Once the airman has completed the initial steps and he or she is established in recovery, then the airman can apply for a special issuance medical certificate. If the FAA is convinced the airman is, in fact, established in recovery, then the FAA may grant a Special Issuance of a limited duration (usually 12 months) that is conditioned upon the airman’s continuing compliance with certain “after care” requirements.
The airman bears the cost of his or her after care. While some airmen have insurance that may provide coverage for some, or maybe even all, of the after care requirements, many airmen do not. And unfortunately, the costs of complying with the ongoing after care requirements is expensive.
In the past, an airman who established and maintained recovery would eventually be eligible to receive an unrestricted first, second, or third class medical certificate. This meant the cost of complying with the Special Issuance after care requirements, including the monitoring, could eventually be eliminated. That is no longer the case.
The HIMS Step Down Plan
On August 17, 2020 when the Federal Air Surgeon released its “HIMS Step Down Plan” updating its after care requirements. Now, an airman who has obtained a special issuance medical certificate through the HIMS program is faced with lifetime monitoring by the FAA.
Under the new “HIMS Step Down Plan”, an airman with a history of substance dependence will be subject to the following after care requirements:
  • Permanent abstinence from mind and mood altering substances is expected for the duration of the flying career.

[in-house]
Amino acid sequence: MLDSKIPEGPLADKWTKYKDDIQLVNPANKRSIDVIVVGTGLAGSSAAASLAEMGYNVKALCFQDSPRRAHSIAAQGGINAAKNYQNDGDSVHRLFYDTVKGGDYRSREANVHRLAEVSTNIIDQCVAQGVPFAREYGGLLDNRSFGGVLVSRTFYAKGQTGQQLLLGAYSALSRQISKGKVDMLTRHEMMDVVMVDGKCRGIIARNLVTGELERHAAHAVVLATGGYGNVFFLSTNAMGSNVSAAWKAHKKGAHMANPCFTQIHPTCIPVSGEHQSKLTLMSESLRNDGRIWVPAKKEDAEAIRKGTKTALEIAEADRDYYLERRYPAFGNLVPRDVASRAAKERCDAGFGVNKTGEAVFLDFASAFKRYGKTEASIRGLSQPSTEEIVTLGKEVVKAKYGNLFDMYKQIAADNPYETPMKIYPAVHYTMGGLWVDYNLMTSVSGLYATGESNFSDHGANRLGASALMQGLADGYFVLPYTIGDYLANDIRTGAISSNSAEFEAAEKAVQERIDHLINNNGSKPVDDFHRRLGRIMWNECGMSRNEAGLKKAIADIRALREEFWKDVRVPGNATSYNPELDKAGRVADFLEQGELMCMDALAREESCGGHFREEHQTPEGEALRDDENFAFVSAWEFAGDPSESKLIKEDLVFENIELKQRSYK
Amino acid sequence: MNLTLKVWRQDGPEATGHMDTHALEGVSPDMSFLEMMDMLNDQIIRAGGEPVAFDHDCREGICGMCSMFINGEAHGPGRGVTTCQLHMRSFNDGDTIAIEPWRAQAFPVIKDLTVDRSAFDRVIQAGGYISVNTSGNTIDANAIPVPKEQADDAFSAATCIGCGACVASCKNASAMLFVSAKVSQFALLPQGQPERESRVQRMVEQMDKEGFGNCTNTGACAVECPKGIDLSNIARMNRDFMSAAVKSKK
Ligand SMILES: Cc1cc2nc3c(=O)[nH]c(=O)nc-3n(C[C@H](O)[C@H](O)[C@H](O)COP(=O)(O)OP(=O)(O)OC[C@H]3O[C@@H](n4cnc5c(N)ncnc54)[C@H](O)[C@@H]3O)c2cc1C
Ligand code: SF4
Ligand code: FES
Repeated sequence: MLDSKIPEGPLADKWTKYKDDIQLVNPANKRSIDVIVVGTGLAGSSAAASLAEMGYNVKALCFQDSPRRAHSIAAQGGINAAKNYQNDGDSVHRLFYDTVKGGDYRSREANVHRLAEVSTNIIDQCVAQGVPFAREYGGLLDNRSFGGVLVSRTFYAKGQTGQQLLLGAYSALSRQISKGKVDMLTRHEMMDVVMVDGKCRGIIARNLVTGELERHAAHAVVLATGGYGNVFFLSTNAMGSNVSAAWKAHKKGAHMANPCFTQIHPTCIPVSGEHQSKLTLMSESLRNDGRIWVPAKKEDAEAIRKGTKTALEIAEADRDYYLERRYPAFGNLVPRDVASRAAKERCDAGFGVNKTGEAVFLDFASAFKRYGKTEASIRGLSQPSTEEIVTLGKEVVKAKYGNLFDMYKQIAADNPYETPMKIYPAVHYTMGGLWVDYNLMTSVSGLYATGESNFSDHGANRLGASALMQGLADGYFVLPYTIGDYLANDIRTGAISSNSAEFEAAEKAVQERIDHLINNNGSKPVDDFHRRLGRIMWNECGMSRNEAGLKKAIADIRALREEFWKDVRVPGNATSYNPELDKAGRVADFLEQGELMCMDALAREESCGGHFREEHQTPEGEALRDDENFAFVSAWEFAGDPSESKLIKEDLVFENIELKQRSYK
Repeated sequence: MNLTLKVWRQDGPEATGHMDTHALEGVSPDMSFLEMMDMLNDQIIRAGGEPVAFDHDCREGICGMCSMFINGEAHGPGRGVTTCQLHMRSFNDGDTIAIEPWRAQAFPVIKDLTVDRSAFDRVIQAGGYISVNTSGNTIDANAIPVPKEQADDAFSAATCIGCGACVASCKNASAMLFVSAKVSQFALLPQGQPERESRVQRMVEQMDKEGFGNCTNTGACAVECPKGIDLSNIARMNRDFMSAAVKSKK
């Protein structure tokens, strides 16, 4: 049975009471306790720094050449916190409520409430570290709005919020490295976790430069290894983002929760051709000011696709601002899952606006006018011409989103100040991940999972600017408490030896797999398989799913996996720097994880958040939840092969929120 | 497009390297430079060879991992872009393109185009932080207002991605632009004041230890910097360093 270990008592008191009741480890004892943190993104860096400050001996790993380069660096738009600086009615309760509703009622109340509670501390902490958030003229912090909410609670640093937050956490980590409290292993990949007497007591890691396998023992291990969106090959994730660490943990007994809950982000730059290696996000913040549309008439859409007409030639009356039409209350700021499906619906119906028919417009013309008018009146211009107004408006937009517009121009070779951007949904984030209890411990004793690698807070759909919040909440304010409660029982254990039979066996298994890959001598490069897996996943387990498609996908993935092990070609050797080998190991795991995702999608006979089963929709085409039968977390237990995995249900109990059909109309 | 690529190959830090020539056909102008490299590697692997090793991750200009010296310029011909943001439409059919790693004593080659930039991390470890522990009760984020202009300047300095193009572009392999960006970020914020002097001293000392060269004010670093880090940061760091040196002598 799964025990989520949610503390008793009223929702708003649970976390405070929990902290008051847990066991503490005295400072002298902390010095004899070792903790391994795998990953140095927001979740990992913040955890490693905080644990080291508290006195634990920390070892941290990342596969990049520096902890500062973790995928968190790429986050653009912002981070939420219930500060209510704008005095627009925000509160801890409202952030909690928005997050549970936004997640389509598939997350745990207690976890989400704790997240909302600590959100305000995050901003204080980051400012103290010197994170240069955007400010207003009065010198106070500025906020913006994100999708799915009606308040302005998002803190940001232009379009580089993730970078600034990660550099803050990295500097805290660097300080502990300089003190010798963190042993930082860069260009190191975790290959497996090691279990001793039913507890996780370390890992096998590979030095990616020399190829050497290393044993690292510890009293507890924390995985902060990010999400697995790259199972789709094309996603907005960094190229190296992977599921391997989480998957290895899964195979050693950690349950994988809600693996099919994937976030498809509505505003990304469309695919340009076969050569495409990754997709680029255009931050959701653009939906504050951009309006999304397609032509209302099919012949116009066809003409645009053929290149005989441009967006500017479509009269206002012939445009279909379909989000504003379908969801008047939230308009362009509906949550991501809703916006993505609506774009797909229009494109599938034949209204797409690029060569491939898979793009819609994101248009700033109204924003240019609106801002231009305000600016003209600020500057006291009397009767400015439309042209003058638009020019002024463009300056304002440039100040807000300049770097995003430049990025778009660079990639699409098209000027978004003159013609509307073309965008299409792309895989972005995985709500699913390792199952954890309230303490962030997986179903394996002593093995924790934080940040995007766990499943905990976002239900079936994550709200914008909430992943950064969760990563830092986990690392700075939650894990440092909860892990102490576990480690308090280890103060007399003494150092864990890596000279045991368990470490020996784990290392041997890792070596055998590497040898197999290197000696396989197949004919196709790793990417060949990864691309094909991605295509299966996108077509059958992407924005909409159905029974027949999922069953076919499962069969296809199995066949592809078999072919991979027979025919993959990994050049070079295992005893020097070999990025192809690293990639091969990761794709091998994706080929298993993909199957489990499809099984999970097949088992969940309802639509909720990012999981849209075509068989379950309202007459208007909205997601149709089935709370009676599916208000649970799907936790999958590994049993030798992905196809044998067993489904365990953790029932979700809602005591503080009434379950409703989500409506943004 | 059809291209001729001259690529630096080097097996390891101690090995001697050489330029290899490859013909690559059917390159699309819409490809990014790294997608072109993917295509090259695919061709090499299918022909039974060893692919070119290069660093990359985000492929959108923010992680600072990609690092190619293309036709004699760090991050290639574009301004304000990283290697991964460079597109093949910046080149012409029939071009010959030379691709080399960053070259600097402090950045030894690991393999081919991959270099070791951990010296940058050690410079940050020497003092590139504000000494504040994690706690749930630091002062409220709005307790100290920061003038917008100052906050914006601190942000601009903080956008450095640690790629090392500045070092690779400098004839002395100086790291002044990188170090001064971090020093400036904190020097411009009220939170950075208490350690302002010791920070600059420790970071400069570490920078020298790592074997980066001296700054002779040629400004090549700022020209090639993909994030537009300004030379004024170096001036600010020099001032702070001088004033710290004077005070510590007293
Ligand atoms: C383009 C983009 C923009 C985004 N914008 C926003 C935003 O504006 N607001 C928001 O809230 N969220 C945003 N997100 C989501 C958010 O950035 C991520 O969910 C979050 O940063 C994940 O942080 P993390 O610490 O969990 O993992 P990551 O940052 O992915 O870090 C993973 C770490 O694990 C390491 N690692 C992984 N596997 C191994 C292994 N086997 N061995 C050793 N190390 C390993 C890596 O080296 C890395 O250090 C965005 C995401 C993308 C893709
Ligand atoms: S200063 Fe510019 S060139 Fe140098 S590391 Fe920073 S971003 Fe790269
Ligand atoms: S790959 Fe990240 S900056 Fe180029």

Initial Phase (Year 1, beginning with initial special issuance)
  • Aftercare weekly for 1 year;
  • HIMS psychiatrist/addictions specialist one visit at end of year 1;
  • Random testing 14 screens in 12 mos and/or mobile alcohol testing e.g. Soberlink;
  • Attendance at peer support group e.g. AA twice weekly;
  • Chief pilot/management assessment monthly;
  • Peer pilot assessment monthly; and
  • HIMS AME of record every 3 months (half the visits may be virtual).
Early Phase (Years 2-4)
  • Random testing 14 screens in 12 mos. and/or mobile alcohol testing e.g. Soberlink;
  • Attendance at peer support group e.g. AA twice weekly;
  • Chief pilot/management assessment monthly;
  • Peer pilot assessment monthly; and
  • HIMS AME of record every 3 months (half the visits may be virtual).
Advanced Phase (Years 5-7)
  • Random PEth testing (plus drug screens if indicated) 4 times in 12 months;
  • Attendance at peer support group e.g. AA weekly; and
  • HIMS AME of record every 6 months.
Maintenance Phase (Year 7 on)
  • HIMS AME of airman’s choice at each exam.
It is important to understand that each airman in the program is still evaluated on a case-by-case basis. Thus, the timing for progression through these phases may vary from airman to airman. Progression is not automatic.
Also, the testing frequencies are minimums. The airman’s HIMS AME may increase the frequency as needed, in the HIMS AME’s discretion.
Unfortunately, as is often the case, the FAA’s guidance is incomplete. It is not clear how or when the HIMS AME may exercise his or her discretion to increase the frequency of testing, and thereby increase the airman’s cost of compliance.
Equally unfortunate is the lifetime monitoring requirement. Airmen who have obtained a Special Issuance through the HIMS program are now stuck with the program for the rest of their flying careers. Although the HIMS program has certainly saved many airmen’s careers, for those in the program, and those who will enter the program in the future, the obligations and costs of participation are now are now a career-long commitment.